Contributing Monkie Jennifer Buonantony
Published on June 28, 2008
B+M+W=G. I’m not one for mathematical equations, but what if I told you that the initials BMW added up to the new green car and that it had actually beaten out the Toyota Prius in a 545 mile London-Geneva run?
I hope you placed your bets, because the results are in.
Two reporters for London’s Sunday Times decided to put the efficiency of these two cars to the test. In the end, while the BMW Midsize 5 Series Sedan (520d) won by a nose, beating the Prius – which is 570 lbs. lighter! — by 0.9 mpg, the implications of the victory were more of a landslide.
The Prius is classified by the American government as the “most fuel-efficient car sold in the U.S.” and Toyota has used this acknowledgement to sell over a million vehicles since its launch in 1997.
Disclaimer: if you’re one of those customers, you may not want to read on!
It’s true the Prius has become a status symbol of environmentally conscious buyers and has enjoyed loads of publicity from celebrities like Leonardo DiCaprio — not to mention VIP treatment as the only car allowed to drive in carpool lanes without additional passengers and provide tax benefits. But this car, touted as the most fuel efficient car ever made, seems to have finally met its match, and from an unlikely competitor — an Autobahn-inspired performance machine!
Suddenly Hybrid has a new rival — Efficient Dynamics.
Efficient Dynamics is the fuel-saving technology BMW says is responsible for its victory. Its features include the new four cylinder engine, brake regenerative system, better aerodynamics to reduce drag, low rolling resistance tires, a continuous fuel consumption gauge on the dashboard and a six-speed manual transmission. Rather than betting it all on one new technology like the Prius (powered by its petrol-electric drivetrain), BMW made a number of refinements that, when working together, apparently make for a drastic improvement in efficiency. Didn’t your mother ever tell you not to put all of your eggs in one basket?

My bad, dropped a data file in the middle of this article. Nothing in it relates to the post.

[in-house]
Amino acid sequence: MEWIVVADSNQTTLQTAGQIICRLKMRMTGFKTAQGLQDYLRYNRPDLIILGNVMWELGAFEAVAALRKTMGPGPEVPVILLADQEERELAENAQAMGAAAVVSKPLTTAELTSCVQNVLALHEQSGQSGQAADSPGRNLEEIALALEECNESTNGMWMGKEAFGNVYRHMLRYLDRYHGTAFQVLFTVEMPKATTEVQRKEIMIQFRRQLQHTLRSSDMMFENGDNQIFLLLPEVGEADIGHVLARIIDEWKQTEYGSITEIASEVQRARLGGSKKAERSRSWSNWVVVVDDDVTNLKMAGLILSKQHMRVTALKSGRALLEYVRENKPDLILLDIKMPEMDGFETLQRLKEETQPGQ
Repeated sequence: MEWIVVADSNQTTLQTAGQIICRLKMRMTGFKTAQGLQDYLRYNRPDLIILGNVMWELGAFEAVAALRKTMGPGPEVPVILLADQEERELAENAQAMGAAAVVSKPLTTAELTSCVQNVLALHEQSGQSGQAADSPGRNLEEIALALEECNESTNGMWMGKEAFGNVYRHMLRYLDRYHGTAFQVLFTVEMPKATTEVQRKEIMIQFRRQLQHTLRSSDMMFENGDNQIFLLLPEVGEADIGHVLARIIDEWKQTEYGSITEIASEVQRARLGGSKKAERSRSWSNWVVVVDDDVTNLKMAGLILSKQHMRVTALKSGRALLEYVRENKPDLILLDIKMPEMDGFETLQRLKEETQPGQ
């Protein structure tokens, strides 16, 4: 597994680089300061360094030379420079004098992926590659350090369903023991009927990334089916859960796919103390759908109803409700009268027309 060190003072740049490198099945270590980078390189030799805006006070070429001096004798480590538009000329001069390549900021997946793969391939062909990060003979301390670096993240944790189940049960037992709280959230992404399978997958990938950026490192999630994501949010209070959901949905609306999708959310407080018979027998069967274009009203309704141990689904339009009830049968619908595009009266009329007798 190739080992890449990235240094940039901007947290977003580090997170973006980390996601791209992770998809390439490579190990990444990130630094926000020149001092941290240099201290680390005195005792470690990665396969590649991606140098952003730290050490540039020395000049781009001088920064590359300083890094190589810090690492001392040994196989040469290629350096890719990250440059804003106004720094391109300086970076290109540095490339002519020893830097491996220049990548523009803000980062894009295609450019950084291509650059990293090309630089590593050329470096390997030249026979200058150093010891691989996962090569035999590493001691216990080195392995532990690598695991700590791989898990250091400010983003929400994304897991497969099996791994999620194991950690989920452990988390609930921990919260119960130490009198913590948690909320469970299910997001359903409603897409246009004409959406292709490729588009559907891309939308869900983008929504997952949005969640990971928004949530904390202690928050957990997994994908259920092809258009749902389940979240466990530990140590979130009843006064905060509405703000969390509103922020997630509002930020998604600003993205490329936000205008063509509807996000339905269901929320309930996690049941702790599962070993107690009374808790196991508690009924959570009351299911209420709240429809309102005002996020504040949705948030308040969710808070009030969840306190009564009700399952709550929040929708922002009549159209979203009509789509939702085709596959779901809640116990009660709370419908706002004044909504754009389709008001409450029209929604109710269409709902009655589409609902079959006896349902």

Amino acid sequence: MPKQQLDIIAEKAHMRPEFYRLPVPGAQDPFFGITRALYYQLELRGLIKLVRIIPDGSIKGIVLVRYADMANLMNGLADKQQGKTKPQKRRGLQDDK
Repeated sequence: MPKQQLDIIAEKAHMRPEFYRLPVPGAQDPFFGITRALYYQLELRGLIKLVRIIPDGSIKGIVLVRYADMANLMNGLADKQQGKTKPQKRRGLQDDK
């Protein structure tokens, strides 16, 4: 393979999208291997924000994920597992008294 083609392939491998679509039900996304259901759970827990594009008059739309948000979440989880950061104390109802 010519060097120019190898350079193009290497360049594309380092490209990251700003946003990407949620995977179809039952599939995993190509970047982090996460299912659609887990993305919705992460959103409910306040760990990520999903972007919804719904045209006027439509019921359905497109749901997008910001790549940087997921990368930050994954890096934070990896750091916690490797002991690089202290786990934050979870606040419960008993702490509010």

I must admit though, before rushing out to BMW of Beverly Hills, two main concerns crossed my mind. First, the Prius is a car known for its high performance in urban conditions, perfect for cities like L.A. and London. With that said, I have to question the validity of a race that included over 200 miles of highway driving. However, in its defense, the race also covered at least 200 miles of B roads, including winding ascents (where the Prius struggled to maintain speed) — and over 100 miles of urban driving was added into the usual direct route.
One other factor that can’t be ignored is that the BMW’s price tag is considerably higher than the Prius and its diesel gas is more costly at the pump — a mathematical equation you don’t have to be a genius to figure out. But when the race was over, the BMW still had one-third of its tank of gas, while the Prius had to stop for more. So, maybe the math isn’t that simple.
For now, the Prius may remain top dog in the public’s mind when they think of an affordable pump-avoidance vehicle. But the BMW’s performance arises the question of whether hybrid technology truly will be the fuel for the future. BMW’s new four-door hatchback, the 118d — which was released in Europe and employs Efficient Dynamics — was also awarded the 2008 World Green Car award this past week, adding further insult to hybrid technology’s injury.
It seems to me this race only scratched the surface in the competition for the most efficient technology for future drivers. So, as they say at the races — place your bets and let the games begin!